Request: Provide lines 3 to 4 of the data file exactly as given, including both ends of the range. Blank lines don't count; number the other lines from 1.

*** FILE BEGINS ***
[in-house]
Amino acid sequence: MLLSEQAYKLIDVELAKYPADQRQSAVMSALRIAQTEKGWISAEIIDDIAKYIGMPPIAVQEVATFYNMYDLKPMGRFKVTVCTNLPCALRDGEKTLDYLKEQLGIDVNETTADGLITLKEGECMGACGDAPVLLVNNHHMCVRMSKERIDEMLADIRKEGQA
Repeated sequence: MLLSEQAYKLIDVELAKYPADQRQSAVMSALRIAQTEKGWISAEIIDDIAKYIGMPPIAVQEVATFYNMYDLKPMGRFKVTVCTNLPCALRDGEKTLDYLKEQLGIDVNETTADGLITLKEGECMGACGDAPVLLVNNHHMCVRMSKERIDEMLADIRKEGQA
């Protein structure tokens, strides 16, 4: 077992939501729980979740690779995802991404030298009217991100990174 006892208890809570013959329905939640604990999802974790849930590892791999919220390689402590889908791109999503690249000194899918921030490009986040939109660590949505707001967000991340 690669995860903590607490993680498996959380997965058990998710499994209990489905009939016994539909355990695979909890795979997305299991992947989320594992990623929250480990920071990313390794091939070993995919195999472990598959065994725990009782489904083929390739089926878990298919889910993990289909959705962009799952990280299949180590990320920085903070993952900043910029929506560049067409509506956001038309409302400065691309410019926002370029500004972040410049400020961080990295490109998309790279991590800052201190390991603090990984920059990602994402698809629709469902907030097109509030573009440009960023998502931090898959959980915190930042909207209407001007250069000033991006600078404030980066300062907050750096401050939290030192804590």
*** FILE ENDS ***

Repeated sequence: MLLSEQAYKLIDVELAKYPADQRQSAVMSALRIAQTEKGWISAEIIDDIAKYIGMPPIAVQEVATFYNMYDLKPMGRFKVTVCTNLPCALRDGEKTLDYLKEQLGIDVNETTADGLITLKEGECMGACGDAPVLLVNNHHMCVRMSKERIDEMLADIRKEGQA
């Protein structure tokens, strides 16, 4: 077992939501729980979740690779995802991404030298009217991100990174 006892208890809570013959329905939640604990999802974790849930590892791999919220390689402590889908791109999503690249000194899918921030490009986040939109660590949505707001967000991340 690669995860903590607490993680498996959380997965058990998710499994209990489905009939016994539909355990695979909890795979997305299991992947989320594992990623929250480990920071990313390794091939070993995919195999472990598959065994725990009782489904083929390739089926878990298919889910993990289909959705962009799952990280299949180590990320920085903070993952900043910029929506560049067409509506956001038309409302400065691309410019926002370029500004972040410049400020961080990295490109998309790279991590800052201190390991603090990984920059990602994402698809629709469902907030097109509030573009440009960023998502931090898959959980915190930042909207209407001007250069000033991006600078404030980066300062907050750096401050939290030192804590």